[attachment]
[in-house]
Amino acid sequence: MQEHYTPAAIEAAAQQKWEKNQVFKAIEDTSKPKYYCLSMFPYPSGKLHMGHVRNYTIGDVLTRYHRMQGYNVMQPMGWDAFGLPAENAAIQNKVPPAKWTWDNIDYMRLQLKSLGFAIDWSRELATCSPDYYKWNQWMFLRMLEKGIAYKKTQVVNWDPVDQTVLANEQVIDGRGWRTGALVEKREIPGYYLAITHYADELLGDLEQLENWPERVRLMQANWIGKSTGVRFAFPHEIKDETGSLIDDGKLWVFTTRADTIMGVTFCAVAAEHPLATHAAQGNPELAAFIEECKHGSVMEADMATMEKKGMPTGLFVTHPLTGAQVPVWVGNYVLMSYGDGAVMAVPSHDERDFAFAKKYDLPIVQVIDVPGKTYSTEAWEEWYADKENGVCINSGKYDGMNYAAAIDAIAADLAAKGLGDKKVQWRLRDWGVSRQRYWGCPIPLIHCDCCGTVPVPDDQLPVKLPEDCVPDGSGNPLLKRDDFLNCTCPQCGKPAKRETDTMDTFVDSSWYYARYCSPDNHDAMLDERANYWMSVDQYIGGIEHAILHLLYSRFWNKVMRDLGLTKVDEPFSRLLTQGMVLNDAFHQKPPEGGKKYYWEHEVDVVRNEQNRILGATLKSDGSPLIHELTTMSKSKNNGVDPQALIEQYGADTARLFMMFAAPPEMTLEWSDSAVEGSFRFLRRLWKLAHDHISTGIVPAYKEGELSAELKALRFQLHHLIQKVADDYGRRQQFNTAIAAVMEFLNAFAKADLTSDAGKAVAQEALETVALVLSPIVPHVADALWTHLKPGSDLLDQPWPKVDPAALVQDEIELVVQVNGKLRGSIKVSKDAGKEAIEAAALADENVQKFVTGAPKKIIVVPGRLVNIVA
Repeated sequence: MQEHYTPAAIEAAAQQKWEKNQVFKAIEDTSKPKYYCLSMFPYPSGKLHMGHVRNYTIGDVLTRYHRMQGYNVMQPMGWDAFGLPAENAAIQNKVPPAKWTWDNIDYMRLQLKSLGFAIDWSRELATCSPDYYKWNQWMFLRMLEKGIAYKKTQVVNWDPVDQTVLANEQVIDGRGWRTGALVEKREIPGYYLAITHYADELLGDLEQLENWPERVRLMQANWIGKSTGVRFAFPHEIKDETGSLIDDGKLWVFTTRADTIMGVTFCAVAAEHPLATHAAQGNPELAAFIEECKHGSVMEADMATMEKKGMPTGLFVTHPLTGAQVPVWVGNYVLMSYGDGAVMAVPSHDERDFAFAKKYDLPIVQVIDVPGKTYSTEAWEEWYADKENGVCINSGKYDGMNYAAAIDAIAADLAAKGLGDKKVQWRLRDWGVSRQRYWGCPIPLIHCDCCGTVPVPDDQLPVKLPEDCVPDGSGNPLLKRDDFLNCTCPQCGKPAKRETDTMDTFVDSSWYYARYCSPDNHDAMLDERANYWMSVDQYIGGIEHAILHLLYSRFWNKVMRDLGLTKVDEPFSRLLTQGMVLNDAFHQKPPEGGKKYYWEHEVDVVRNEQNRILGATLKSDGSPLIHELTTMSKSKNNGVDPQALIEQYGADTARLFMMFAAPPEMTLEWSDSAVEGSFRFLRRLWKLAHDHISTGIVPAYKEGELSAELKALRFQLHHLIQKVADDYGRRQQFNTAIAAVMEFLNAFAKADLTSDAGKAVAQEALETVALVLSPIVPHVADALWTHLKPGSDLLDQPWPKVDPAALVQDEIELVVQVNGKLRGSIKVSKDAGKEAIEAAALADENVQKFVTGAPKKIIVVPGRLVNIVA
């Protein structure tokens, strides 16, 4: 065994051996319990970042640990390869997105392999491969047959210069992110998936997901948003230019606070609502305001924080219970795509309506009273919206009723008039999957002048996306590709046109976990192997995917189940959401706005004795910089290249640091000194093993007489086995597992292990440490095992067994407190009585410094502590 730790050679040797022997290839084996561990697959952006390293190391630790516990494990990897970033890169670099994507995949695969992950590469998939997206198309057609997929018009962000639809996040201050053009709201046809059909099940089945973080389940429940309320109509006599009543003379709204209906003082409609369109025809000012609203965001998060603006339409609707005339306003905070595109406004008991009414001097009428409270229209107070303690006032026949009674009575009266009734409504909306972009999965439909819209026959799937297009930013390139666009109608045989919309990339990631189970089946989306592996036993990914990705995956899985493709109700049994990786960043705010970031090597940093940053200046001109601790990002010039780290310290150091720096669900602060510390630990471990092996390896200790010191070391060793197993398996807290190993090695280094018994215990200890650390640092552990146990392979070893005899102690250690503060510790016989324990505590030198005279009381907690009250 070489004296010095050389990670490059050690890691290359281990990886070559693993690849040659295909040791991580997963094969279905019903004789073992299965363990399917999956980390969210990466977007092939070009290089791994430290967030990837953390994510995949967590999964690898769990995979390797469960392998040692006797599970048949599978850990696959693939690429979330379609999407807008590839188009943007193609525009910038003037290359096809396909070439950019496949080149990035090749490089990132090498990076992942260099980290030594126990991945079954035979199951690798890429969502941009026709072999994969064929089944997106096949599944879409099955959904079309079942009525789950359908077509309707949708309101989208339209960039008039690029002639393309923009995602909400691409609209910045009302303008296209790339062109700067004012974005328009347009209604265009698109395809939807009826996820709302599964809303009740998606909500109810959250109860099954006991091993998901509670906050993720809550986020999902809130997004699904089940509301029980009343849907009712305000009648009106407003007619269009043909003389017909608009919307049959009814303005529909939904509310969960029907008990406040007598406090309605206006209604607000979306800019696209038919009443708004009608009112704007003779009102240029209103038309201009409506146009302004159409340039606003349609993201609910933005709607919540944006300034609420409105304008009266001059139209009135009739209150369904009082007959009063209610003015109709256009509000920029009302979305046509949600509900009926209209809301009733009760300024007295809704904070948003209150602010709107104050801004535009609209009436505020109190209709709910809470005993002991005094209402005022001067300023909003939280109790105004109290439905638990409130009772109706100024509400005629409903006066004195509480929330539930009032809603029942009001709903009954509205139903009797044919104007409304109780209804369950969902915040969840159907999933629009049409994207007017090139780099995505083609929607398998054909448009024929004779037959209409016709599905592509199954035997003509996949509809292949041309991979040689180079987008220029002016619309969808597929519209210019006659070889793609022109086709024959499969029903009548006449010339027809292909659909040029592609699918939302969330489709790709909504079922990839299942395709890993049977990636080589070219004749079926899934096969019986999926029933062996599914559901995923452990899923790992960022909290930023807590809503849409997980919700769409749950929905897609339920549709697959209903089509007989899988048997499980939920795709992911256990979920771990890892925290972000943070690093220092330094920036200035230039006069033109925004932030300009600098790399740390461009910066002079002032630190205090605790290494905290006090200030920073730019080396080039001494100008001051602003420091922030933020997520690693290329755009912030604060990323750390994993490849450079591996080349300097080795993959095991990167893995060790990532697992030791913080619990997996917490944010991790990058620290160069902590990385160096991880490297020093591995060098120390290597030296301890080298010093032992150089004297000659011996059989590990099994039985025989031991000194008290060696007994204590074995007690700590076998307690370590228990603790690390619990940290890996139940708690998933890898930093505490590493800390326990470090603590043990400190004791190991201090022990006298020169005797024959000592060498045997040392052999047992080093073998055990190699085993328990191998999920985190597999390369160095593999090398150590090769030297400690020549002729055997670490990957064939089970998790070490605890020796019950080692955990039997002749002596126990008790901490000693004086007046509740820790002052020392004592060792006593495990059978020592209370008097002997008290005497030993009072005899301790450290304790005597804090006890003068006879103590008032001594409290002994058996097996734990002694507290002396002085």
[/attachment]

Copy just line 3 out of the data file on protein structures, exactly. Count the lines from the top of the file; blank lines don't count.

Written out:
Repeated sequence: MQEHYTPAAIEAAAQQKWEKNQVFKAIEDTSKPKYYCLSMFPYPSGKLHMGHVRNYTIGDVLTRYHRMQGYNVMQPMGWDAFGLPAENAAIQNKVPPAKWTWDNIDYMRLQLKSLGFAIDWSRELATCSPDYYKWNQWMFLRMLEKGIAYKKTQVVNWDPVDQTVLANEQVIDGRGWRTGALVEKREIPGYYLAITHYADELLGDLEQLENWPERVRLMQANWIGKSTGVRFAFPHEIKDETGSLIDDGKLWVFTTRADTIMGVTFCAVAAEHPLATHAAQGNPELAAFIEECKHGSVMEADMATMEKKGMPTGLFVTHPLTGAQVPVWVGNYVLMSYGDGAVMAVPSHDERDFAFAKKYDLPIVQVIDVPGKTYSTEAWEEWYADKENGVCINSGKYDGMNYAAAIDAIAADLAAKGLGDKKVQWRLRDWGVSRQRYWGCPIPLIHCDCCGTVPVPDDQLPVKLPEDCVPDGSGNPLLKRDDFLNCTCPQCGKPAKRETDTMDTFVDSSWYYARYCSPDNHDAMLDERANYWMSVDQYIGGIEHAILHLLYSRFWNKVMRDLGLTKVDEPFSRLLTQGMVLNDAFHQKPPEGGKKYYWEHEVDVVRNEQNRILGATLKSDGSPLIHELTTMSKSKNNGVDPQALIEQYGADTARLFMMFAAPPEMTLEWSDSAVEGSFRFLRRLWKLAHDHISTGIVPAYKEGELSAELKALRFQLHHLIQKVADDYGRRQQFNTAIAAVMEFLNAFAKADLTSDAGKAVAQEALETVALVLSPIVPHVADALWTHLKPGSDLLDQPWPKVDPAALVQDEIELVVQVNGKLRGSIKVSKDAGKEAIEAAALADENVQKFVTGAPKKIIVVPGRLVNIVA